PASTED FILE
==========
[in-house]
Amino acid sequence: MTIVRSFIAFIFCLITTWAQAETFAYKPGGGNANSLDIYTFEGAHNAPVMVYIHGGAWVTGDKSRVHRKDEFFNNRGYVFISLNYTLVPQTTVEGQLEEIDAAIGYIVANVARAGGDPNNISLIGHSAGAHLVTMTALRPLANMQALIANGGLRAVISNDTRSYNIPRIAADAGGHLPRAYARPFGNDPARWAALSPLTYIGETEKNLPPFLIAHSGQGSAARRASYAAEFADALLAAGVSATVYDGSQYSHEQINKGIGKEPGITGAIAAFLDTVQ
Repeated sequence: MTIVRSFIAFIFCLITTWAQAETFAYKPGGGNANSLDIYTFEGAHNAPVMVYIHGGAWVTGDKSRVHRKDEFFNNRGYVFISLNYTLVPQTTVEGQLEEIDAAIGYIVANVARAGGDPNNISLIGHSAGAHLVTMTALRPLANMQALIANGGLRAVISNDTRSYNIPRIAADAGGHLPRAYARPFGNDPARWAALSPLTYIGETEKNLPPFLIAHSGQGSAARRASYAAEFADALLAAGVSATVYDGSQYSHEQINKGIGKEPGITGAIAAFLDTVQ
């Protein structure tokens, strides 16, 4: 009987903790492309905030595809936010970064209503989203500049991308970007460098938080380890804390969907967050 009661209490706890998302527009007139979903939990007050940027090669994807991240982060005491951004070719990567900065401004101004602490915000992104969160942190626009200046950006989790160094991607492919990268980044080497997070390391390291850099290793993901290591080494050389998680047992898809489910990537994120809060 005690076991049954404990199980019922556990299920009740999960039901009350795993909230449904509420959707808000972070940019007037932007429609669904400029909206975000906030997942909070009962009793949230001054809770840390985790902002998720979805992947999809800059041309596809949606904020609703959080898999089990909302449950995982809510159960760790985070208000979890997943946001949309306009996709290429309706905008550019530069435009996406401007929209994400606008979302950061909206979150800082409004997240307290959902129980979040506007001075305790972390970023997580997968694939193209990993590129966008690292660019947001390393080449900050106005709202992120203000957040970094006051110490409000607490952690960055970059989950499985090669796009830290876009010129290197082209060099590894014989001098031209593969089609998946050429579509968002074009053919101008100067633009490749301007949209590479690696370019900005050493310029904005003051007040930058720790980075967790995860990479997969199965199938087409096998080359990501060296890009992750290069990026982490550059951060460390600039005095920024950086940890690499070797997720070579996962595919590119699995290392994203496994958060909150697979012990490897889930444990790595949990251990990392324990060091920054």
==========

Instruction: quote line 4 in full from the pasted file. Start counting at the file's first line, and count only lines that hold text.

């Protein structure tokens, strides 16, 4: 009987903790492309905030595809936010970064209503989203500049991308970007460098938080380890804390969907967050 009661209490706890998302527009007139979903939990007050940027090669994807991240982060005491951004070719990567900065401004101004602490915000992104969160942190626009200046950006989790160094991607492919990268980044080497997070390391390291850099290793993901290591080494050389998680047992898809489910990537994120809060 005690076991049954404990199980019922556990299920009740999960039901009350795993909230449904509420959707808000972070940019007037932007429609669904400029909206975000906030997942909070009962009793949230001054809770840390985790902002998720979805992947999809800059041309596809949606904020609703959080898999089990909302449950995982809510159960760790985070208000979890997943946001949309306009996709290429309706905008550019530069435009996406401007929209994400606008979302950061909206979150800082409004997240307290959902129980979040506007001075305790972390970023997580997968694939193209990993590129966008690292660019947001390393080449900050106005709202992120203000957040970094006051110490409000607490952690960055970059989950499985090669796009830290876009010129290197082209060099590894014989001098031209593969089609998946050429579509968002074009053919101008100067633009490749301007949209590479690696370019900005050493310029904005003051007040930058720790980075967790995860990479997969199965199938087409096998080359990501060296890009992750290069990026982490550059951060460390600039005095920024950086940890690499070797997720070579996962595919590119699995290392994203496994958060909150697979012990490897889930444990790595949990251990990392324990060091920054």